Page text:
In 1924, Floro Santos, a publishing executive at Philippine Free Press, built along Foch Street (now P. Guevarra) in Brgy. Little Baguio, San Juan, what would become the home for his family of eight children. Floro and his wife Maria called the two-story abode Villa Floro. It was one of the early houses built in the area.
The property is a good example of a 20th century American colonial era bahay na bato at kahoy or stone and wood house. It has capiz shell sliding windows, ventanillas, a metal openwork fascia, and lyre-shaped fretworks.
Over the decades, the residence has witnessed several historic events—it was a venue for social and civic affairs and a safe refuge during the war. The structure survived World War II by some miracle, but not the rapid developments that came with the passing of time.
The lot in P. Guevarra where the house was built was passed on as inheritance to the three descendants of Amelia Santos Barretto, the daughter of Floro and Maria. Since the house stood right in the middle of the lot, there was no way it could stay in its original location once the lot is divided among the all-female Barretto children. Fortunately, one of the three sisters, Amanda Barretto-Lim, was interested in keeping the house.
For many years, the now 98-year old property showed the usual signs of deterioration—fading paint and varnish, moisture damage on the wooden ceiling planks. Some panels of the capiz shell windows had missing pieces and their sliding mechanism were no longer watertight. When heavy rains accompanied by strong winds occur, the holes needed to be plugged in with rags.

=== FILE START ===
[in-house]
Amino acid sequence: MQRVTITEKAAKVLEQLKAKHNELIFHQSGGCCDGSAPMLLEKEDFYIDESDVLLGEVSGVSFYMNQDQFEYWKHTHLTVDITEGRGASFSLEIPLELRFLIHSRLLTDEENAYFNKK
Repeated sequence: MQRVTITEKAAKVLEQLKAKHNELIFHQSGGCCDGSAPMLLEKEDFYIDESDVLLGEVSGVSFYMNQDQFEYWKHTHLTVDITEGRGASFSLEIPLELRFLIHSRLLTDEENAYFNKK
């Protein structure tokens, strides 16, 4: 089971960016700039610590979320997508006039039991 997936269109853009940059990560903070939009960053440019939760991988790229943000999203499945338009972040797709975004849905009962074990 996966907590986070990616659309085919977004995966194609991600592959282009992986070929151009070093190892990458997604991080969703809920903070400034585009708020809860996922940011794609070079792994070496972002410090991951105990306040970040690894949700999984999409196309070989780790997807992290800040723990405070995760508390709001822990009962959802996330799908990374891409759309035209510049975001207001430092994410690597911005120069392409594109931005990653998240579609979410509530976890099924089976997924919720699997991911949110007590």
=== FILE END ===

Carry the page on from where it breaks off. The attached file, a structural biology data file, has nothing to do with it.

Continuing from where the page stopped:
Enter Dr. Gerard Lico. The task given to the architect and his Arc Lico International was to dismantle and reconstruct the house to a new site located along M. Infante Street. The project also entailed making the house weatherproof and earthquake resistant. Additional spaces were incorporated to meet the current needs of the residents, among them an audio-visual room, a gym, a modern kitchen, a home office, a six-car garage, and a personal gallery for the owner’s art collection.
It took three years—from July 2018 to July 2021—to complete what Lico’s firm considers “a groundbreaking feat in hybrid conservation in the Philippines.” In a Facebook post, Lico says Villa Floro, now called Casa Floria, is “a testament to the feasibility of moving old houses, infusing them with contemporary use and technology while honoring the past.”
By “hybrid” Lico means to say the use of both original and new materials to honor the structure’s past while making sure the building will thrive through time and current realities. “Thus dismantling and rebuilding the house, combining original and new materials with all its character-defining elements, memories, and significance intact is how,” Lico says,” we practice the ‘Hybrid Conservation Approach’.”
The firm’s efforts did not go unnoticed. Villa Floro won Best Project at the UNI Adaptive Reuse '22 International Architecture and Design Awards. The awarding body honors the best built and unbuilt projects in architecture, design and related fields.
Homeowner Barretto-Lim says her neighbors in M. Infante Street have welcomed the house warmly. “They say it is like an oasis in a concrete jungle,” she shares. “My hope is for this house to serve as an inspiration for others to preserve their old houses. [It’s proof] That old houses can be livable.”
Photos courtesy of Gerard Lico